• David Reid

Parlor Performance Basics

Several factors, including the number of milk harvest technicians and desired milk quality interact to determine parlor efficiency. One of the most important efficiency factors is maximizing total pounds of milk produced.


The best method to evaluate this is to calculate milk production as a per stall per hour of operation number. This number can be calculated in any parlor or stall barn system whether or not meters or milk monitoring devices are installed. The information needed is the time in hours and tenths of an hour, the total amount of milk produced during the milking and the number of units. The calculation is made by dividing the total milk produced by the number of milking units and the resulting milk weight is then divided by the total time. On many dairies, total cows milked per day or per hour is commonly used as a proxy for pounds of milk output but too often is used as the only measure. When cows are not prepped properly, throughput can increase even though less milk is produced! This is not the desired goal for any herd.


In simplistic terms, increasing milk per stall per hour can be achieved in three ways:

  1. Increasing production per cow

  2. Increasing the average milk flow while units are attached

  3. Decreasing the amount of time units are attached to cows.

Production per cow may be influenced more by other factors such as nutrition and cow comfort. Cows milked calmly after adequate stimulation give more milk and will milk out quicker and more completely. To achieve high maximum milk weights harvested in the parlor or barn on a daily basis requires excellent pre milking udder preparation procedures that ensure high quality milk and excellent mastitis control. Consistency of the udder preparation procedures and routine are the most important factors for maximizing both parlor throughput and milk production.

Management's goal should be to bring cows to the milking parlor as clean as possible at every milking and in as calm a manner as possible. Cows handled in a calm manner move slower with less manure splash on the back of their front legs, lower body and most importantly on the teats and udder floor than do cows that are pushed aggressively to the parlor. Calm cows will more willingly enter the parlor and will have better primary oxytocin letdown during udder preparation. A primary goal for any dairy is to have good stockmanship and cow handling. Animals thrive when handled in a quiet, calm manner in an environment where they feel safe.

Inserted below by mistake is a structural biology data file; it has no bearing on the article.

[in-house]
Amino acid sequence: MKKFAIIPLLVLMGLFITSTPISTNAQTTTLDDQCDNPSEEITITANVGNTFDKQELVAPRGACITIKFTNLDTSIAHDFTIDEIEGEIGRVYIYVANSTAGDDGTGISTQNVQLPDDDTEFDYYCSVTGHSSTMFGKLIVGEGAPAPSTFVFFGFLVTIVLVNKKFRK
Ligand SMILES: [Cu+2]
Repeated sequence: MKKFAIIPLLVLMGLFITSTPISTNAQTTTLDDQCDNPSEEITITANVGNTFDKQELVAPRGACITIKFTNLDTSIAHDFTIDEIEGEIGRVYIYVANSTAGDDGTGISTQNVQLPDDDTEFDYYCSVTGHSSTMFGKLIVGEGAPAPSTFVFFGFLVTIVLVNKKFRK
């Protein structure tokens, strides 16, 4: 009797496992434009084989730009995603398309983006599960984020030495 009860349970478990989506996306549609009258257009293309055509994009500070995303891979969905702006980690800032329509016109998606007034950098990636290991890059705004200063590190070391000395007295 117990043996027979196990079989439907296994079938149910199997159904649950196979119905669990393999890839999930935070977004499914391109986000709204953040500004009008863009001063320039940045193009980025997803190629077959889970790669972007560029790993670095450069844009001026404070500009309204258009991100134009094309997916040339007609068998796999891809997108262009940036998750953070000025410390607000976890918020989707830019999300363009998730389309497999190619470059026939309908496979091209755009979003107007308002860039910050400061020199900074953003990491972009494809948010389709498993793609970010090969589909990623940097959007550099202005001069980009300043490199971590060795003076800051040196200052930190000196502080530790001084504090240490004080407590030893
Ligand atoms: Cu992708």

Maximum flow rates and fast, complete milking are achieved when cows are consistently prepped and units are attached to plump, full teats. Adequate oxytocin requires at least 10 to 12 seconds of teat contact time during stripping, washing or drying teats. Units should be attached as close as possible to 90 seconds after the teats are first touched during the preparation procedure. On many farms, when milk harvest technicians “slow down” and follow the SOP (standard operating procedure) then the overall milking will speed up and the technician’s job becomes easier because there are fewer liner squawks and fall off requiring milkers to go back to adjust or re-hang units. Consistency in udder preparation is a critical factor on many dairies. Variation between milkings and milkers are significant issues. SOP’s are required and all milk harvest technicians must appreciate that how they perform the procedures and the routines during milking will impact both the overall udder health and profitability of the farm. Technicians have control over how clean teats are when units are attached. The level of mastitis is directly related to the number of bacteria present on teats and teat ends when the units are attached.

Guidelines for milk per stall per hour are as follows:

  1. 2X Parlor herds > 170 pounds/stall/hr (68 kg)

  2. 3X Parlor herds > 150 pounds /stall/hr (50 kg)

Remember the most important number is where the herd is now and what happens when changes are made to the milkings procedures, milking routine or milking equipment settings. The higher the better!



 

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